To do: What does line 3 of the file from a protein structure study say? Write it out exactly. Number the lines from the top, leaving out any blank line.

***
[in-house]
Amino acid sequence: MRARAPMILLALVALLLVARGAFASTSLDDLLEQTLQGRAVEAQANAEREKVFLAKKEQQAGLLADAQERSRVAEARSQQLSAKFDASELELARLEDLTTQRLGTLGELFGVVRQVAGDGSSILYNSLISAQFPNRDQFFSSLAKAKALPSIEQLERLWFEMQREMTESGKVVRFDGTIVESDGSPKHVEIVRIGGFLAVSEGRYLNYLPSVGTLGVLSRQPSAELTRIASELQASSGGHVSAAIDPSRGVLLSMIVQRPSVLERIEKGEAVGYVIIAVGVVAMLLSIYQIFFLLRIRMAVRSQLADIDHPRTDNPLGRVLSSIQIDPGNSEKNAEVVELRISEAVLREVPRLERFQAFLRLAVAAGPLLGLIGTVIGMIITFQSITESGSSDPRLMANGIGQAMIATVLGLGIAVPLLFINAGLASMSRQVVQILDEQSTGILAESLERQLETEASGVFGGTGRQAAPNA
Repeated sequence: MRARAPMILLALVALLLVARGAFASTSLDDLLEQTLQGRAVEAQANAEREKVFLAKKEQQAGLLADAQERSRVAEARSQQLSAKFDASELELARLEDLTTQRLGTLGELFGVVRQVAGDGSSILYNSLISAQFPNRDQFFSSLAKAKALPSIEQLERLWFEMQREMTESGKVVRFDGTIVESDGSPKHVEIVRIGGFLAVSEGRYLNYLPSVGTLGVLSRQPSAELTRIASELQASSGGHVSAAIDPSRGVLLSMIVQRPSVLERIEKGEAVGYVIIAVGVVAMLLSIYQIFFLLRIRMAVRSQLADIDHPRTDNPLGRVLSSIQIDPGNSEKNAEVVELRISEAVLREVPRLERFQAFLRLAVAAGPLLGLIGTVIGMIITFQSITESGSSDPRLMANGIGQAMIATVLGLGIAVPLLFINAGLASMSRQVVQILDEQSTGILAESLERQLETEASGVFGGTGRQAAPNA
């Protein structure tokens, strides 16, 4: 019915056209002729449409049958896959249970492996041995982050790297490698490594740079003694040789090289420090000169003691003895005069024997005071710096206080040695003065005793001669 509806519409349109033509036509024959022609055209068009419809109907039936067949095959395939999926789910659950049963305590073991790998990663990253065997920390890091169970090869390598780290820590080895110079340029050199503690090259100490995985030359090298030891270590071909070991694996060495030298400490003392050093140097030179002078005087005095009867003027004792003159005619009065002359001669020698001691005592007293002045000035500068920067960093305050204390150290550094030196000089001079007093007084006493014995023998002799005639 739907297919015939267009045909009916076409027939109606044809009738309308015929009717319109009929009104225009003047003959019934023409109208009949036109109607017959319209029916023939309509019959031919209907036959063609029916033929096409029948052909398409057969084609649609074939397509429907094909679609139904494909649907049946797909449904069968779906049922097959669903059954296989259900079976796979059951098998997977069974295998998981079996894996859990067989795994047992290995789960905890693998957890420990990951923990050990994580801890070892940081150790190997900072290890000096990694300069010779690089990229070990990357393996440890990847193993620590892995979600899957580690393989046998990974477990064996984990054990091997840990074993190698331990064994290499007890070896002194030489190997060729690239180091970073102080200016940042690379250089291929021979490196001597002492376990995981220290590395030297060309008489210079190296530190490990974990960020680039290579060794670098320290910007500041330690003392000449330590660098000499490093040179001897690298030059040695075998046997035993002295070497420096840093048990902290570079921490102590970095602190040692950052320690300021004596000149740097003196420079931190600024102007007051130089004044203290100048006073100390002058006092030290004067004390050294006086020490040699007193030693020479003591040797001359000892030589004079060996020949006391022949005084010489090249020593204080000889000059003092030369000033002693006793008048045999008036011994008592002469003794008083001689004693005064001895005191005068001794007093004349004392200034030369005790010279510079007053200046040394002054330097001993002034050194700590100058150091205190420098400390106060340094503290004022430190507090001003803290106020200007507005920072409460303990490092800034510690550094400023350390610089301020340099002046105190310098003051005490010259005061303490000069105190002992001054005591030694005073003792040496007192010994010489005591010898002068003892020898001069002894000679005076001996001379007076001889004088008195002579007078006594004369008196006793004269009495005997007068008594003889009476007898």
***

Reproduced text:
Repeated sequence: MRARAPMILLALVALLLVARGAFASTSLDDLLEQTLQGRAVEAQANAEREKVFLAKKEQQAGLLADAQERSRVAEARSQQLSAKFDASELELARLEDLTTQRLGTLGELFGVVRQVAGDGSSILYNSLISAQFPNRDQFFSSLAKAKALPSIEQLERLWFEMQREMTESGKVVRFDGTIVESDGSPKHVEIVRIGGFLAVSEGRYLNYLPSVGTLGVLSRQPSAELTRIASELQASSGGHVSAAIDPSRGVLLSMIVQRPSVLERIEKGEAVGYVIIAVGVVAMLLSIYQIFFLLRIRMAVRSQLADIDHPRTDNPLGRVLSSIQIDPGNSEKNAEVVELRISEAVLREVPRLERFQAFLRLAVAAGPLLGLIGTVIGMIITFQSITESGSSDPRLMANGIGQAMIATVLGLGIAVPLLFINAGLASMSRQVVQILDEQSTGILAESLERQLETEASGVFGGTGRQAAPNA